Recently over food and beverages, Milton and I were talking about the new Matthew McConaghey ad featuring this Hollywood hunk that seldom makes my radar looking very Greek God-like. Milton insists that McConaughey’s most recent film, The Lincoln Lawyer, about a lawyer that practices law from inside his car (yes, a Lincoln) was:
Milton: A dumb sounding premise, but they pulled it off. It was quite good.
I could not get beyond the inanity of the premise and made no effort to see that movie.
Thinking about McConaughey’s perfect masculine beauty in that ad caused Milton to inhale three entire French Fries whole without gagging, my dear friend was in such a state of bliss. If a terrorist with two sawed off shotguns had entered our dining booth and pointed each weapon at our heads and barked this order:
Terrorist: Name the product in that ad right now or both your heads are gonna paint these walls!
Well, our heads would have easily gone the way of a Jackson Pollack drip painting for we would have sooner guessed he was selling bronzer than Dolce & Gabbana men’s fragrance. Calling this product cologne must be too Wal-Mart. For all I know, Milton still has no clue what McConaughey is selling. When I saw this new wider shot version of that ad (pictured below), I immediately emailed it to my pal.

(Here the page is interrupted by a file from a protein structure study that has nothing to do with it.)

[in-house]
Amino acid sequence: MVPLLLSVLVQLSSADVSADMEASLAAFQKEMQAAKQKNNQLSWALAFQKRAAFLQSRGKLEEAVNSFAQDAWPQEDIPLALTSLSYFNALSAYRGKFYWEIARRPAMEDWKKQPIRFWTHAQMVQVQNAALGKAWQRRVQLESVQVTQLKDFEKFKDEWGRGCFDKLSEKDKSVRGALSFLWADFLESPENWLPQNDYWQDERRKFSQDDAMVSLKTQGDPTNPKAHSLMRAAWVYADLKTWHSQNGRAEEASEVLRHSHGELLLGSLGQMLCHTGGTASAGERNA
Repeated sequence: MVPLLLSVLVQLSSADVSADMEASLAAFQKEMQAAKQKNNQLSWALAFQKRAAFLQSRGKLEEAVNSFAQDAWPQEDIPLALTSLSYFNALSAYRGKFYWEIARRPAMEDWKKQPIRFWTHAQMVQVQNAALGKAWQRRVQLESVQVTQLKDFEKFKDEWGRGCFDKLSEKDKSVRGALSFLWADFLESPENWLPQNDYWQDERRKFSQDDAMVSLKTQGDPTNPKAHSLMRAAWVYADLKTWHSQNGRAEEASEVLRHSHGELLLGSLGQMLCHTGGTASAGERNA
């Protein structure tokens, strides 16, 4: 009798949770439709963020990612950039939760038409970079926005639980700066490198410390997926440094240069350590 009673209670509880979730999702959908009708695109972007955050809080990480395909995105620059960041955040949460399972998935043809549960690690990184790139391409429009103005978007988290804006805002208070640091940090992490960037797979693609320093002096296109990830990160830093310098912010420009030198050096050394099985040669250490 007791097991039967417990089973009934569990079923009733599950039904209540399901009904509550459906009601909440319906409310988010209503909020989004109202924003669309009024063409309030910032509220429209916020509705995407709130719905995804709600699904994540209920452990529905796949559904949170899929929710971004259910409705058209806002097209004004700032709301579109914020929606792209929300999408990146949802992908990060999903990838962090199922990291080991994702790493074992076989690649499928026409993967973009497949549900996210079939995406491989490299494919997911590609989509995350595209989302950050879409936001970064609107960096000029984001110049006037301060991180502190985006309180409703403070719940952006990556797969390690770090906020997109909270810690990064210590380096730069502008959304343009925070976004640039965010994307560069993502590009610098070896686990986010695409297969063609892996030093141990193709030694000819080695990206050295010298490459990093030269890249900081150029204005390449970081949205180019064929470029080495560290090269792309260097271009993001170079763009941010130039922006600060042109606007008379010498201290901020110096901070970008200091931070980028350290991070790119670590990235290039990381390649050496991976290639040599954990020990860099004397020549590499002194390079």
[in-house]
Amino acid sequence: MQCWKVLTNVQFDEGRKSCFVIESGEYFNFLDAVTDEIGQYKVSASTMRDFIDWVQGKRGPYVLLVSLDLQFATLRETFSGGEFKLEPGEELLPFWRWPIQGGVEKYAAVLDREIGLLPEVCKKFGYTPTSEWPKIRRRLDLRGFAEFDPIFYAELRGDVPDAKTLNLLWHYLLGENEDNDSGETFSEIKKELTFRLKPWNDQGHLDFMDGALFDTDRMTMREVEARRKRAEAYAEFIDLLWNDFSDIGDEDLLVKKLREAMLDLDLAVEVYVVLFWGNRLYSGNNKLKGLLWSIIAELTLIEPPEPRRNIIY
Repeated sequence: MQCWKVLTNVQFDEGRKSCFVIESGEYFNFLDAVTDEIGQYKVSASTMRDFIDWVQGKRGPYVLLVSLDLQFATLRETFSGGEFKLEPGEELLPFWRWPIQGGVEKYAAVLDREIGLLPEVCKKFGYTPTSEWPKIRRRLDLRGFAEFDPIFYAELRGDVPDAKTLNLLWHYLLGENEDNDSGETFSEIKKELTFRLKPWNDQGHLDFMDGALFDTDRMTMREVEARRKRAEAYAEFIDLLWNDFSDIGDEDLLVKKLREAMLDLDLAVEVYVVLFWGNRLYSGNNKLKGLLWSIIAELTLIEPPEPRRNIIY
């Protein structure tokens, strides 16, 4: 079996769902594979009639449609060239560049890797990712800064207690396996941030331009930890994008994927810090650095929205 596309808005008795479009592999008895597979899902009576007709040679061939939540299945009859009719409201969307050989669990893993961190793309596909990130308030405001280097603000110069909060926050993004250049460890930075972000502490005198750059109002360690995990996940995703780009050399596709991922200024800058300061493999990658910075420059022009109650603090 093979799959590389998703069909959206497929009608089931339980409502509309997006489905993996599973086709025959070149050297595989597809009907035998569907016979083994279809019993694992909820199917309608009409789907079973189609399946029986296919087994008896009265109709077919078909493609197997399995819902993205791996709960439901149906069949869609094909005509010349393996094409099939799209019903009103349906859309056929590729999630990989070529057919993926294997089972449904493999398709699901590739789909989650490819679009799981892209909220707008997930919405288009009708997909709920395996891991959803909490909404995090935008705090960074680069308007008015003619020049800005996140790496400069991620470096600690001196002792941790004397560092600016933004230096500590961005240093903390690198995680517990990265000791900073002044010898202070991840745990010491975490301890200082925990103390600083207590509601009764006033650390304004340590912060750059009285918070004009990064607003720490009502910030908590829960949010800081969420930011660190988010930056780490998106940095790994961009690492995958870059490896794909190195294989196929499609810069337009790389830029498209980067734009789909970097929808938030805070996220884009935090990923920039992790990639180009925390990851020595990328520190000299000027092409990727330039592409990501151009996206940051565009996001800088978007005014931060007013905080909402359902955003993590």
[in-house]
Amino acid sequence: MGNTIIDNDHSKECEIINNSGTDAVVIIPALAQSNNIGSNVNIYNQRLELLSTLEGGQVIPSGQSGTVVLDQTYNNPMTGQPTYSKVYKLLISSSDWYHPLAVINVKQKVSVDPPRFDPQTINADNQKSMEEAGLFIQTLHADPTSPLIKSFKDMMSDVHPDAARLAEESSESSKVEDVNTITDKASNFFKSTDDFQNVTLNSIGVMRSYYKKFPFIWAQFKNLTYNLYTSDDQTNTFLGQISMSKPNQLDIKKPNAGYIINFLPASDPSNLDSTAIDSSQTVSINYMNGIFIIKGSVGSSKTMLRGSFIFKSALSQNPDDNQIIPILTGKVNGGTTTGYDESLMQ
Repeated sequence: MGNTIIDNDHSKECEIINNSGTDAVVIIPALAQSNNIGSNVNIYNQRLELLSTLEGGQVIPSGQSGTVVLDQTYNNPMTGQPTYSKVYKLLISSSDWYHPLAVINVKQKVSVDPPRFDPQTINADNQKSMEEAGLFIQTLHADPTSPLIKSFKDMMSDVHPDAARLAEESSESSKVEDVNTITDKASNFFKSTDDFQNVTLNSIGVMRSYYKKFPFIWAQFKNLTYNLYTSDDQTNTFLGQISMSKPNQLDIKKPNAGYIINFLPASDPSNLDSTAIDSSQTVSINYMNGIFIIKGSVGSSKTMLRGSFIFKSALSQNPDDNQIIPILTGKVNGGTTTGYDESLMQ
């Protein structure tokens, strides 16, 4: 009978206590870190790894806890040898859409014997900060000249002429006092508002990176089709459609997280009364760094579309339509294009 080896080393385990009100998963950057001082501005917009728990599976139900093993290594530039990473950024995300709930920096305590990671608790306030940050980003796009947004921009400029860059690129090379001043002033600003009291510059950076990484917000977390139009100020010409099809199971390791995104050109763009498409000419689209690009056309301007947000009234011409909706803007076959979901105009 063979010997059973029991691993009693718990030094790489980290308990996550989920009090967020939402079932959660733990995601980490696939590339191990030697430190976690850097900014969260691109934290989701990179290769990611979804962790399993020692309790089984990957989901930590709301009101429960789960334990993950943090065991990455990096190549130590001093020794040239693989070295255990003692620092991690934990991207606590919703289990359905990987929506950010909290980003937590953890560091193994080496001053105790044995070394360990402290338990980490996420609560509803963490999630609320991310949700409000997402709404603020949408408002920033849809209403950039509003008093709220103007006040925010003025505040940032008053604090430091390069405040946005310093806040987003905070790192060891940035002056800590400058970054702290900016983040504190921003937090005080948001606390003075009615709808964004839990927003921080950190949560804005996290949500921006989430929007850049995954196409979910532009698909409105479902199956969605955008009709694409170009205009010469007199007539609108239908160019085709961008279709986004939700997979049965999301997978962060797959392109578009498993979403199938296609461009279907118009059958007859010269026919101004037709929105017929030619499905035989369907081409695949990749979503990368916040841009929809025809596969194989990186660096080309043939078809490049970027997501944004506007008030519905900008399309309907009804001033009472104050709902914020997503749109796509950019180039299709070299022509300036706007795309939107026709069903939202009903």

My phone rang instantly.
In fairness to Milton, he was actually calling in response to another email I had sent him about what time we should meet for dinner. Food motivates him to act almost as quickly as images of Greek God-like guys. While we were on the phone Milton opened my other email and I heard low murmurs of immense approval.
Milton: Male perfection but he also looks masculine.
Me: That image reminds me of Leslie Howard. He should be lighting two cigarettes and handing one to Bette Davis.
Note: It was actor Paul Henreid that lit the two cigarettes and handed one to Davis in Now, Voyager.
Milton got my point and rather liked the suggestion. Milton thinks that this McConaughey pose could become an iconic image that stands the test of time. For readers unfamiliar with Leslie Howard, a matinee idol from the Thirties and Forties, judge for yourselves.
I wish I knew who took this photograph of Leslie Howard. It brings to mind the great Hollywood portrait photographer, George Hurrell. He was a magician with light. Now, Photoshop can almost make a Hefty trash bag look equal to Joan Crawford at the height of her beauty. Almost.
Or, Photoshop can pull off stunts like a picture Milton recently found while web surfing I don’t know what. Possibly “pugs stuffed in Eames chairs.”
I think I’d rather stare at the McConaughey picture.